The impact of eating behaviors on the body composition among Chinese children and adolescents has not been extensively studied. Our aim was to examine whether the eating behaviors among Chinese children and adolescents were associated with their body composition.
2,109 children and adolescents (52.0% boys) aged 6-17 years were cross-sectionally recruited in South China. Data regarding eating behaviors (i.e. eating breakfast regularly, having dinner with their parents regularly, and having snacks) were collected by a self-reported questionnaire. Height, weight and skinfold thickness were measured to calculate body mass index (BMI), age- and gender-specific Z-scores of BMI (BMI z_score) and percent body fat (%BF). International Obesity Task Force (IOTF) criteria were used to define childhood overweight and obesity.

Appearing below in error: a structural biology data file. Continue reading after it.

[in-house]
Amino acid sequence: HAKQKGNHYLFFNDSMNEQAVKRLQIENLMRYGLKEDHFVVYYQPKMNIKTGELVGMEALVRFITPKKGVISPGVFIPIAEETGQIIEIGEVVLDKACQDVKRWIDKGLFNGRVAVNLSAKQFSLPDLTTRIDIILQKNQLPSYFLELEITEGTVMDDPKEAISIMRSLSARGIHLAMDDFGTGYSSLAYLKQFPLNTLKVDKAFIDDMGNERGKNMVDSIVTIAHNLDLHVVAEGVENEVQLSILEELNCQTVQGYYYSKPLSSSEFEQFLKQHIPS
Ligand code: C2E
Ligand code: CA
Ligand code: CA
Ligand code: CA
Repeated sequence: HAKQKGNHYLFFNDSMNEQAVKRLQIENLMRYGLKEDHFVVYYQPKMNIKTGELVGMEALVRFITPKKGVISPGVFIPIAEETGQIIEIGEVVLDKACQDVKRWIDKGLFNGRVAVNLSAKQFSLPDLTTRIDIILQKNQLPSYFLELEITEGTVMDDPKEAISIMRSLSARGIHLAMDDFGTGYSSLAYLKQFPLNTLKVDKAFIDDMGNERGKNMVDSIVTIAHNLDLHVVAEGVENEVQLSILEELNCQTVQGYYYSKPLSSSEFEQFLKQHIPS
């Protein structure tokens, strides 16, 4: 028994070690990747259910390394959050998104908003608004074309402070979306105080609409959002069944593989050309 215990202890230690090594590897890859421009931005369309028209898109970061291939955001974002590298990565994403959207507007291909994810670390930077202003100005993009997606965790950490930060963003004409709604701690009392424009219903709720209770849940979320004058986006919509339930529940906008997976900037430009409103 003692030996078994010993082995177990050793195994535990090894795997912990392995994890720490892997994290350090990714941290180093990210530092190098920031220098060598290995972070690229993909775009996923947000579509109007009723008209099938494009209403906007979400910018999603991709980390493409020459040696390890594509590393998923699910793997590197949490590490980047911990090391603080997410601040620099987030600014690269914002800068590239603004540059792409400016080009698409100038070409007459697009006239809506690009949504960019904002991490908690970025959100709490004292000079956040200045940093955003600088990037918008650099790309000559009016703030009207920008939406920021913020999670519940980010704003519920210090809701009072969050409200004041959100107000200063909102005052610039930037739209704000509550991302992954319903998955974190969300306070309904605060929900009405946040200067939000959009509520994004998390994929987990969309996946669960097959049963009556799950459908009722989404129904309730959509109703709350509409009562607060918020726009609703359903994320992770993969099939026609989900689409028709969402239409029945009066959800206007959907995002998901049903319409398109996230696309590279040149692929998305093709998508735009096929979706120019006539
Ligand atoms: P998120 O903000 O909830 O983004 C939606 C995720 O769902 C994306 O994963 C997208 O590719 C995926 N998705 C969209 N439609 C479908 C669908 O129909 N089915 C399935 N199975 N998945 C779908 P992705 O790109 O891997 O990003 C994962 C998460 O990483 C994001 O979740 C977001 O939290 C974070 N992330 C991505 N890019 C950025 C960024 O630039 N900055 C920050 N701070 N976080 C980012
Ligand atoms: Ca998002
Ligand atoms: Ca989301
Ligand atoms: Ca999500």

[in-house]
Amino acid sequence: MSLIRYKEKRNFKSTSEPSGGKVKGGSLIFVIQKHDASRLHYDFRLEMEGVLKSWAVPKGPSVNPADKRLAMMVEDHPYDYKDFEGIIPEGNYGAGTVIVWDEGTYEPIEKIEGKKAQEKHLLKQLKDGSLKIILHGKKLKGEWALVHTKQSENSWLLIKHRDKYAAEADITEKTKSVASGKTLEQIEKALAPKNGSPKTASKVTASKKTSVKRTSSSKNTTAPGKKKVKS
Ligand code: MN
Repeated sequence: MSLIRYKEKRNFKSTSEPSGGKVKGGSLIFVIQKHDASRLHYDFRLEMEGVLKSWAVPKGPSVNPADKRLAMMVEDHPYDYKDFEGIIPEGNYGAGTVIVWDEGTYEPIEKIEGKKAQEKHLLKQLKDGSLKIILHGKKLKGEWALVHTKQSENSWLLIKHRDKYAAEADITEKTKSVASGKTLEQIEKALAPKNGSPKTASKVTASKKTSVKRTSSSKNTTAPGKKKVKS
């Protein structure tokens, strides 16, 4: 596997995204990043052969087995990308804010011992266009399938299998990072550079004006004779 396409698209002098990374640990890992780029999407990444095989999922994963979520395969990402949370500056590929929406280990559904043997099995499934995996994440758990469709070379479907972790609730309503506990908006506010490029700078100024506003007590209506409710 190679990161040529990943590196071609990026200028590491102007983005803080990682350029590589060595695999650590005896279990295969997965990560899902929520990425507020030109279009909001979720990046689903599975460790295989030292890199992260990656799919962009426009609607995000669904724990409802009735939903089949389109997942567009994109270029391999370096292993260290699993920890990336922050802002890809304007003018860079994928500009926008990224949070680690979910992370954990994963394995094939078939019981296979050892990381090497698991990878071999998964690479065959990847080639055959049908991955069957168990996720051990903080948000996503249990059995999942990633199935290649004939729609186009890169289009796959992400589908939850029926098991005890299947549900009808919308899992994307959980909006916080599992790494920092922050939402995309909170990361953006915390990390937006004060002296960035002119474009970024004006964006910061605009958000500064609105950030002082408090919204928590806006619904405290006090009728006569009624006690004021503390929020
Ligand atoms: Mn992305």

There were no significant associations between eating behaviors and incidence of overweight/obesity among boys and girls. Girls who ate breakfast regularly (≥5 times per week) had lower %BF (p=0.0005) compared with breakfast skippers. Boys who reported eating breakfast regularly had higher BMI z_score (p=0.04) than those who did not. Moreover, having dinner with parents regularly correlated strongly with lower %BF (p < 0.0001) in girls and higher BMI z_score in boys (p=0.03). In girls, having snacks was negatively associated with %BF, while no association was found in boys.
Our data suggest that the beneficial impact of eating breakfast regularly and having dinner with parents on percent body fat appears to be more relevant for girls. Eating breakfast regularly, having dinner with parents and having snacks seem to be unbeneficial for body composition only in boys.